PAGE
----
Pakistan event focuses on fiscal federalism

Ms. Humera Alwani, a member the Province of Sindh Assembly, speaks at a meeting of that province’s Policy Advisory Group on Federalism. Also in the photo are (from right to left) Mr. Taj Haider, former Senator and Provincial general secretary of Pakistan Peoples’ Party, Mr. Abrar Kazi and Mr. Executive Director of CCEP Mr. Zafarullah Khan.

More than 50 participants at a Forum event in Karachi debated what will happen to Pakistan’s federal architecture if increased financial powers are granted to Pakistan’s provinces.

The participants in the event, held July 19, 2010, discussed these key issues at the third provincial roundtable on fiscal federalism. Participants included representatives of the provincial government of Sindh.

The provincial delegation was headed by Minister Syed Sardar Ahmed, the policy advisor to Sindh’s Chief Minister.

The event focused on Pakistan’s new economic realities:

  • the 7th National Finance Commission which is seeking to increase the funds transferred to the provinces from the central government by 10 per cent, and
  • the 18th Amendment to Pakistan’s 1973 Constitution, passed into law last April, which restores powers granted to the provinces under the 1973 constitution.

The key note speaker of the session was Dr. Kaiser Bengali, a noted Pakistani economist.

Dr. Bengali said that Pakistan is passing through a significant period as there is a major power shift going on, from Islamabad to the provinces. Another undercurrent is Pakistan’s move toward greater democratization, for which many sacrifices were made including the assassination of former Prime Minister Benazir Bhutto.

He said a new era has begun. Provinces are becoming stronger but will have to develop their own planning capacity.
There is no reason why poverty cannot be reduced in the province of Sindh, he said. Sindh is Pakistan’s OPEC, with 70% of the country’s gas resources and 99 % of its coal, there is no reason for poverty here.

Pakistan has four provinces. The province of Sindh has a population of about 35 million.

Sardar Ahmed, the advisor to Sindh’s chief minister, commented that the fiscal event was a very impressive seminar, the topic discussed was an important one, with participants and organizers focused on the topic. The people participating are of very good quality, he noted.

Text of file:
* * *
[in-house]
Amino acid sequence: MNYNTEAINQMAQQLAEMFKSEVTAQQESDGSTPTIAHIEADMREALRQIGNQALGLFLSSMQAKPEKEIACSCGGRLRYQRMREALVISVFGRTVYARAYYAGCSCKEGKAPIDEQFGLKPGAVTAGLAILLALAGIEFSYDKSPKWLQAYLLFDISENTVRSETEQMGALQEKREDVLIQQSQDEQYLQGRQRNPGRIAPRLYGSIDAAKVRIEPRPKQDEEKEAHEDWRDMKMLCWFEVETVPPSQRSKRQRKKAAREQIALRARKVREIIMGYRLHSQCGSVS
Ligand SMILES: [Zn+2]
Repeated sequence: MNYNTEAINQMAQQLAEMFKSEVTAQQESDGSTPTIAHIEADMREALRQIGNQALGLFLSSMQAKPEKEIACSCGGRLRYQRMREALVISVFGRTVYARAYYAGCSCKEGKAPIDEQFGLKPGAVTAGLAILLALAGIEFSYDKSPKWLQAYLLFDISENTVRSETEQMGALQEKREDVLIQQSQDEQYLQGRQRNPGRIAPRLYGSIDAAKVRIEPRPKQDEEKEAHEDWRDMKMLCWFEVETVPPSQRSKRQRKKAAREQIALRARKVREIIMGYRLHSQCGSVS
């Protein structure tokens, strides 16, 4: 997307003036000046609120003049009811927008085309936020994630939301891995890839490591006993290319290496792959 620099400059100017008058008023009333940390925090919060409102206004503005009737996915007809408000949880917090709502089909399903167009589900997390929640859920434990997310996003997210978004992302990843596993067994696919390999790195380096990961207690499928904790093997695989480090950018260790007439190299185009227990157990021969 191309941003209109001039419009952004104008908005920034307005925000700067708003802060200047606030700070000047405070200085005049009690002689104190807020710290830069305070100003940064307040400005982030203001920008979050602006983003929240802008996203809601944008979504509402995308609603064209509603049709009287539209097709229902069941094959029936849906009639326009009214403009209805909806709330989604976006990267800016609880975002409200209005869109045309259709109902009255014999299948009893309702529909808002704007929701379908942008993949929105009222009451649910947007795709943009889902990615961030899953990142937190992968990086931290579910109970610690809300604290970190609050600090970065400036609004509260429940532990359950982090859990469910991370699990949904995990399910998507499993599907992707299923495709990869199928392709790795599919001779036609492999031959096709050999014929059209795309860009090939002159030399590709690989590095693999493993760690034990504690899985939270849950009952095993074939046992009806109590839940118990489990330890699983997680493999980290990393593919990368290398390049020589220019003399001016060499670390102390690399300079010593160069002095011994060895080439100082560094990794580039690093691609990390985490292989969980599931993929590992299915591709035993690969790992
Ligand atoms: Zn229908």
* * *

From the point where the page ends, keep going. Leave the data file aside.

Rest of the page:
He observed that the federal bureaucracy is very strong, entrenched, and he warned that it will try to stifle constitutional plans granting powers to the provinces.

He said that Pakistan came into being in 1947 as a federation, but in name only. Pakistan is in fact still a unitary form of government, he said.

Later, Ms. Humera Alwani, a member of the Sindh Provincial Assembly, spoke on the Role of Parliamentarians’ in Implementation of the 18th amendment.

She said that as a young parliamentarian she came to the fiscal event to learn, and did indeed learn a lot that day. She predicted that after the 18th amendment takes effect next year, a large burden will fall on the shoulders of parliamentarians.

Under the amendment, several federal departments, such as education, health and labour will be devolved to the provinces. A surplus of human resources will also be created. Parliamentarians, she said, will have an important role to run, monitor and gauge the accountability of these departments.

The final session was led by Akbar Qazi, a politician and technocrat, who discussed the impact of the financial commission’s demands for greater financial transfers to the provinces.

The first result will mean that elected officials will be able to sit together and make collective decisions, Mr. Qazi said. This will help bolster the public’s confidence in politicians and in the political process.

He said that the public’s faith in democracy has been revived. Anti democratic forces have received a big shock, he said, and thanks to the initiatives of the National Finance Commission and the 18th constitutional amendment, a new more effective method of decision-making has emerged.

Also attending the event were political activists from four political parties, a member of the National Assembly, a member of the Provincial Assembly, as well as provincial party officials, five academics representing three universities, five civil society activists from four different civil society organizations, eight students from five universities or colleges, five writers, a columnist and editors as well as 17 reporters, photographers and cameramen from 14 media organizations.

The Forum’s Pakistan work is funded by the Government of Germany. The project commenced in August 2009 and will continue until the end of 2011.

For more information on the Pakistan project, please contact Marc Lemieux at

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